[TowerTalk] Coax Grounding on a tower.

K8RI on Tower talk k8ri-tower at charter.net
Tue Jun 27 05:10:55 EDT 2006

> Roger,
> Here's a couple pictures of the bulkhead assembly I made for the top of my
> tower...
> http://tinyurl.com/rc9v2   See photo's D, E, and F.

Your feed through bracket is *almost* identical to mine with the only real 
difference being the mounting of the bracket.  Mine mounts to the tower legs 
so the U-bolts are horizontal and have an insert like a boom to mast clamp 
so the angle is in contact with the tower leg for about a third of the 
distance around the leg.

> At HF there's negligible insertion loss through a couple extra connectors.
> BTW, I'm done fighting the PL-259 soldering issues and going with crimp-on
> connectors for my Belden 9913 cable. I just ordered a couple dozen from

I've been using two different types of crimp on for the TV stuff and they 
are strong enough to hold my weight compared to the regular crip on that you 
can pull off with two fingers.  So, with that experience I'm thinking quite 
seriously of going to crimp ons for the big stuff as well.  As far as 
weather proofing I use the flooded heat shrink which works well and is easy 
to install.  DX engineering had 1000 foot spools of flooded RG-6 very 
reasonable.  Good stuff and far cheaper than I can get it around here.

> Tessco along with the proper die for my crimper. I'll see how these work

I think I'm going to order about a dozen or so of those and a crimper to 
give them a try.  Soldering while standing on the top plate at 100 feet is a 
bit inconvenient.  Who's a good source price comparrison wise?

> over the long run. I never was a crimp fan until I started working with
> computer network cables and saw how secure the connections really were.
I noted the QST article where the guy wired things up with Cat5e, but all of 
his connections are pin for pin. That's fine in the wall but one of the 
connecting cables either into the wall or out of the wall has to have some 
wires swapped. I didn't see any of that mentioned in the article.


Roger Halstead (K8RI and ARRL 40 year Life Member)
N833R - World's oldest Debonair CD-2

> Also, I run my cables down the inside of the south legs to gain some
> shielding from the high-noon sun.
> 73 de Bob - K0RC
> ------------------------------
> Message: 5
> Date: Mon, 26 Jun 2006 22:02:13 -0400
> From: "K8RI on Tower talk" <k8ri-tower at charter.net>
> Subject: [TowerTalk] Coax Grounding on a tower.
> To: <TOWERTALK at contesting.com>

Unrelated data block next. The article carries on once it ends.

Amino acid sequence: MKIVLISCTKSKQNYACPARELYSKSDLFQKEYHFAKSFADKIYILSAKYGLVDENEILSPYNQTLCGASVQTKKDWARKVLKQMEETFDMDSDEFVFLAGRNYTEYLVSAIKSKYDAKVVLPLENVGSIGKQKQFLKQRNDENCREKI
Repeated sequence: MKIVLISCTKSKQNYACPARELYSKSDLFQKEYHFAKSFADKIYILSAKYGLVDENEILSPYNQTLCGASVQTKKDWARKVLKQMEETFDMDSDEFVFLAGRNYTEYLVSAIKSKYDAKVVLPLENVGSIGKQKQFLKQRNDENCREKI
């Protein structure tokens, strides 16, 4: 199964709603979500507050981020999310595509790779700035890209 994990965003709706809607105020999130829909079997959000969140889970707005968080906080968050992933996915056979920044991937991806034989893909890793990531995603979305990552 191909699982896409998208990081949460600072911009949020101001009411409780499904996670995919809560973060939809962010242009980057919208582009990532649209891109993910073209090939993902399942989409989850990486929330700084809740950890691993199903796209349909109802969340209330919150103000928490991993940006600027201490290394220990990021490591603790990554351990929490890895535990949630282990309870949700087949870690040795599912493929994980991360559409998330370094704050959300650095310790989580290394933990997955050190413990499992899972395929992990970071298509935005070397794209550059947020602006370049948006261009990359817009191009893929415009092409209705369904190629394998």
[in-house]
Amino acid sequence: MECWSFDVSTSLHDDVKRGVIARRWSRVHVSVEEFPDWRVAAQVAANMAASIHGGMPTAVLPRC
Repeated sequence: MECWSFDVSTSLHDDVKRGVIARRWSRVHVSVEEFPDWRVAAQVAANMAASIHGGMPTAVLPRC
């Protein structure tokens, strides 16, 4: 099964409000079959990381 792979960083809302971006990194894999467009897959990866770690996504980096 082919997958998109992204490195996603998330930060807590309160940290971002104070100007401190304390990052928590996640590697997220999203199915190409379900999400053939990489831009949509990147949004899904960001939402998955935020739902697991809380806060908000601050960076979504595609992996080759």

> Message-ID: <008301c6998d$b62e8ba0$6400a8c0 at SecondOne>
> Content-Type: text/plain; format=flowed; charset="iso-8859-1";
> reply-type=original
> Due to basement work I've had to pull all the cables out of the conduit.
> Man, but I was sore the other day and was wondering whey until I realized
> I'd pulled between 1300 and 1500 feet of cable out of conduit the previous
> evening.
> This has put me off-the-air with the main station which is probably why
> 6-meters has been open the last couple of weeks.
> As this is turning into a rotator repair (It's hanging up again and the
> thrust bearings are free), antenna repair, antenna removal, replace the 
> pig
> tails, and reroute the coax project I've decided that as long as the coax
> has to go through connectors at the end of the pigtails at the top of the
> tower I'm going to mount an aluminum angle across the face of the tower 
> with
> 3" UHF feed throughs.  Each of the current 4 pig-tails will fasten to a 
> feed
> through which will ground the brade to the tower at the top. The cables 
> then
> run down the inside of the NE tower leg where they are joined by two more 
> to
> the base and loop up into the junction box where they enter the 3" conduit
> to the house.  The cables will be jointed by at least one or two more part
> way down the tower, but there may be two less from the top.  The easiest 
> is
> to just say the number may vary.
> My thoughts are to either use another set of bulk head connectors on
> Aluminum angle bracketed to the tower as at the top, or to clamp those
> brackets to the leg of the tower using a hose clamp and spacers so the
> center part of the feed through will be grounded to the tower leg.
> This will add one more set of connectors to the cables but from experience
> and information gleaned from TT I'd say the insertion loss of the one 
> extra
> connector is going to be almost non existent. In addition the cables will 
> be
> grounded to the tower where they are leaving the tower.
> The new junction box at the house entrance will be putting the shield
> grounds and the Polyphasors (sp?) right outside  the house at the point of
> entry where they are currently just inside the house.  I think this will 
> be
> an bit of an added safety feature.
> One leg of the tower ground system will be entering the Hoffman box beside
> the conduit, grounding the back plate inside and then continuing into the
> house with the other cables. This #2 runs directly through to the house
> ground for the electrical service as it's the only way I can get it there.
> I'd have to tear up a rather expensive garage apron to get there outside 
> and
> that would make the grounds different length.
> This is going to get rid of the conduit coming through the basement wall.
> It'll come in through the end plate of the floor joists and there will be 
> no
> cables showing below the basement ceiling.  At least that is the plan.
> Remember it's normal for this installation to take at least three 
> lightning
> hits a year and I think it's already had it three (or more) just in the 
> last
> storm.
> Any socially acceptable suggestions?
> Roger Halstead (K8RI and ARRL 40 year Life Member)
> N833R - World's oldest Debonair CD-2
> www.rogerhalstead.com
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